A growing spectrum of Ubiquitous Computing (UbiComp) applications suggests that interaction with computers should be as natural and effortless as using pen, paper and language when writing. Unlike current computer environments that require a considerable amount of adaptation from users for smooth interaction, future digital interfaces are envisioned to act unobtrusively and intelligently in our environment. This dissertation describes a novel user interface approach combining Augmented Reality (AR), UbiComp and Autonomous Animated Agents into a single coherent human-computer interface paradigm that makes steps toward this vision.
A significant challenge for the UbiComp community is to create efficient, natural and user-friendly interfaces since there are no standards and best practices to follow yet. Typical UbiComp scenarios include numerous mobile users roaming a large area while interacting with various stationary and mobile devices. Since the location and behavior of users and devices change rather frequently, an enormous amount of events describing changes gets generated in the environment. Processing such large data sets can be greatly overwhelming for humans, therefore an interface to a UbiComp system is expected to possess certain autonomy in order to filter and interpret relevant events and react proactively without constant user guidance and explicit instructions. By relieving users from dealing with low-level details and allowing computers to make decisions by themselves, these interfaces appear to be "smart".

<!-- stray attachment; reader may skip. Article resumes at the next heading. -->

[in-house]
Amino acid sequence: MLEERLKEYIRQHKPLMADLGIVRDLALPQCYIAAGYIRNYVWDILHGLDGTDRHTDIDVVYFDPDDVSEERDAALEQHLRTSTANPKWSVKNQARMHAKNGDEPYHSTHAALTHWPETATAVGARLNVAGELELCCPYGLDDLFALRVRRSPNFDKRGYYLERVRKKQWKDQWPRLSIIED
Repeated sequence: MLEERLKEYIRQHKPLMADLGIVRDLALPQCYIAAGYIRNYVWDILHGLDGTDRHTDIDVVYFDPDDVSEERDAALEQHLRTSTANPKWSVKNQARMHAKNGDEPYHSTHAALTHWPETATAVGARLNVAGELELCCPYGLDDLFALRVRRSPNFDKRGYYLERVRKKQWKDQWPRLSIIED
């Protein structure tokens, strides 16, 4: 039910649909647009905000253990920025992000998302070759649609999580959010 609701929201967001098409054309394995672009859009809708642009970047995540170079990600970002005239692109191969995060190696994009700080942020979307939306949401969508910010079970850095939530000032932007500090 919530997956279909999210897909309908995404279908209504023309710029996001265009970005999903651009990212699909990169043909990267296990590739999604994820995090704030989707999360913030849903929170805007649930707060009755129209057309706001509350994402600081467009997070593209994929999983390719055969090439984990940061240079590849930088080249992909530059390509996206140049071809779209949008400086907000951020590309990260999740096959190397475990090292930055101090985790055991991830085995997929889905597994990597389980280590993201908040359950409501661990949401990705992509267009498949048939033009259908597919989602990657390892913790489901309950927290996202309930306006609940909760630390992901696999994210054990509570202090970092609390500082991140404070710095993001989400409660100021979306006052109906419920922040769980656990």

This thesis presents software solutions that employ reactive, autonomous and social digital assistants in UbiComp environments. These systems rely on software agent technology tailored to the needs of AR applications, where system behavior is visualized by virtual animated characters appearing on top of the real world. We discuss how autonomous animated agents can be employed to mediate communication between humans and computers in AR environments while exploiting real world attributes as input and output communication channels. The agents maintain a model of the real world by analyzing data coming from the sensors that measure physical properties such as pose, velocity, sound or light, and autonomously react to changes in the environment in accordance with the users´ perception. Autonomous, emergent behavior is a novel feature in UbiComp, while awareness of real world attributes is yet unexploited by autonomous agents.
This dissertation explores the requirements for context-aware animated agents concerning visualization, appearance, and behavior as well as associated technologies, application areas, and implementation details. Several application scenarios illustrate design and implementation concepts.
I. Barakonyi: "Ubiquitous Animated Agents for Augmented Reality"; Supervisor, Reviewer: D. Schmalstieg, A. Butz; Institut für Softwaretechnik und Interaktive Systeme 188/2, 2006; oral examination: 10-31-2006.
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